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FRIDAY, April 1 (HealthDay News) -- Using a combination of magnetic resonance (MR) imaging and mammography increases sensitivity of cancer detection in women with a history of chest irradiation compared to using either modality on its own, according to a study published in the April issue of Radiology.
Janice S. Sung, M.D., from the Memorial Sloan-Kettering Cancer Center in New York City, and colleagues evaluated the utility of MR imaging in detection of breast cancer in 91 women with a history of chest irradiation. A review of the radiology department database identified 247 screening breast MR imaging examinations, and the findings and recommendations were assessed, together with those of the most recent mammograms. The researchers examined the number of cancers diagnosed, the detection method, and tumor characteristics.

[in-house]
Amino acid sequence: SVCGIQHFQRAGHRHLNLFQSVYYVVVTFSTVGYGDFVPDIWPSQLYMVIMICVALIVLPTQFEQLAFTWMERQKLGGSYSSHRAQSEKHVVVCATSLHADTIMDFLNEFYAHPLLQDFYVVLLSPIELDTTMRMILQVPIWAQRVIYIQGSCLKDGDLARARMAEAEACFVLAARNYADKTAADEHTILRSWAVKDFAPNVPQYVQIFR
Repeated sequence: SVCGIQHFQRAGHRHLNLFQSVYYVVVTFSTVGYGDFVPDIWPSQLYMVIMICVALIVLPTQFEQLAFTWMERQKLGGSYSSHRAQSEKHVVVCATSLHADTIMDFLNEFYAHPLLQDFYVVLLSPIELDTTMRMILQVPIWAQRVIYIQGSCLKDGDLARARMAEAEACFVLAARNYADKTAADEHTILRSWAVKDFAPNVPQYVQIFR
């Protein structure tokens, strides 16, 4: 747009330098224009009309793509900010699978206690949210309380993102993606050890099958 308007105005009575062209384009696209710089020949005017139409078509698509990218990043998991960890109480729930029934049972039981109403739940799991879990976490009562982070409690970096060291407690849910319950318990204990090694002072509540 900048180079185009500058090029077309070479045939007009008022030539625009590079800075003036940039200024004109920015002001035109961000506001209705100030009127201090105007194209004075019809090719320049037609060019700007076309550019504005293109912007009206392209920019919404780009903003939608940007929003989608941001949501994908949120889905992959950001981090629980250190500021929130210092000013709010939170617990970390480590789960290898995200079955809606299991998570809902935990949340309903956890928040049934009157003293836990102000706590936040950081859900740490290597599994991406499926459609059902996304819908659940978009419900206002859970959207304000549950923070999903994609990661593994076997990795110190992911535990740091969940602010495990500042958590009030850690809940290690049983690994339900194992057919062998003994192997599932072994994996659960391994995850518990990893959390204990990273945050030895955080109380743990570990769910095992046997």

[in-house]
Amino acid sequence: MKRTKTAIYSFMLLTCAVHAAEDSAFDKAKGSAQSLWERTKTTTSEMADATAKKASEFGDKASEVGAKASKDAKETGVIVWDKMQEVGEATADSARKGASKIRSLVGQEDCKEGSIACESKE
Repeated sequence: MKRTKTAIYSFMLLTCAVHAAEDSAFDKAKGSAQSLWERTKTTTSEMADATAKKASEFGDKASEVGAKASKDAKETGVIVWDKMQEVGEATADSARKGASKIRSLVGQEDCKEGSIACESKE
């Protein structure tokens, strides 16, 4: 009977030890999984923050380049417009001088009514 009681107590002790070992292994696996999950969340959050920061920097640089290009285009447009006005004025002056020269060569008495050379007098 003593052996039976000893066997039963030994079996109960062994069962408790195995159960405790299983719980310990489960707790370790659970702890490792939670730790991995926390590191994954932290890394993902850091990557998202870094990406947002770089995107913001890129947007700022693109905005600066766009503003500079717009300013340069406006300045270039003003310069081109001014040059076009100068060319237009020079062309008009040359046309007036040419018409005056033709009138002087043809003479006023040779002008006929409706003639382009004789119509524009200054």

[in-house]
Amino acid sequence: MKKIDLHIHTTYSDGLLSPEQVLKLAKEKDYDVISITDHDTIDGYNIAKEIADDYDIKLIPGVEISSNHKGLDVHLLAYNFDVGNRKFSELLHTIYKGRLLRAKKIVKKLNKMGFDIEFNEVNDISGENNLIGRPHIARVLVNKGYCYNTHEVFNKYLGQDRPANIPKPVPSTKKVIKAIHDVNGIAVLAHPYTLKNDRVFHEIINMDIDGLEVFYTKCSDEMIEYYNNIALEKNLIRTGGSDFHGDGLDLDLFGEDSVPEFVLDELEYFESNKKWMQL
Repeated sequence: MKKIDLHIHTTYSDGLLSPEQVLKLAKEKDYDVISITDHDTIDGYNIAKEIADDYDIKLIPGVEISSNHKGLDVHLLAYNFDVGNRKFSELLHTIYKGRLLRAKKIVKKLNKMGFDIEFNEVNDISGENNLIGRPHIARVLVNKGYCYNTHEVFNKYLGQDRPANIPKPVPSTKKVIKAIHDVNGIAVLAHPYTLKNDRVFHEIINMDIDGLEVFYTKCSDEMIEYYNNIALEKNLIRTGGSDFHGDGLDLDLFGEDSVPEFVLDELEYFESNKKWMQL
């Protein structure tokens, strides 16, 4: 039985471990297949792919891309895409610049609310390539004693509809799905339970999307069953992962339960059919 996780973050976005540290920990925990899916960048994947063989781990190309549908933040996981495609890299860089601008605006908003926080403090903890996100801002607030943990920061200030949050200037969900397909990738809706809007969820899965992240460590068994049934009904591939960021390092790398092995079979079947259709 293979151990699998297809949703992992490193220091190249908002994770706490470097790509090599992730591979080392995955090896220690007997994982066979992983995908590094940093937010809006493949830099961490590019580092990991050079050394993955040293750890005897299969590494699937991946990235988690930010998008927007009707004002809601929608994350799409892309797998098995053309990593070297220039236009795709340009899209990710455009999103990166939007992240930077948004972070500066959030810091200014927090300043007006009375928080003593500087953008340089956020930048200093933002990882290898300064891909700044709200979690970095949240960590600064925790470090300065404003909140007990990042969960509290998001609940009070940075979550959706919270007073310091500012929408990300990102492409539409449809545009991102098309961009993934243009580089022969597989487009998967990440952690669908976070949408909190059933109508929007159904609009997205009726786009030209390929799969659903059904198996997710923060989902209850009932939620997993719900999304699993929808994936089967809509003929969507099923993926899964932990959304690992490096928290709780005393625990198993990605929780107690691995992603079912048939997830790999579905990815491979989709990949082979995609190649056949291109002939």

The researchers found that biopsy was recommended for 32 lesions in 27 MR imaging studies. Of the 30 lesions biopsied, seven cancers were identified. Five additional patients were recommended for biopsy based on mammography findings, resulting in the detection of three malignancies. Of the 10 cancers detected during the study period, MR imaging alone detected four, mammography alone detected three, and the combination of both modalities detected three. Tumors detected by MR imaging alone were invasive carcinomas, and those detected by mammography alone were ductal carcinoma in situ, one of which had microinvasion.
"MR imaging should be used in addition to and not in place of mammography in this population, as the sensitivity for detecting breast cancers by using a combination of MR imaging and mammography was higher than that for either modality alone," the authors write.
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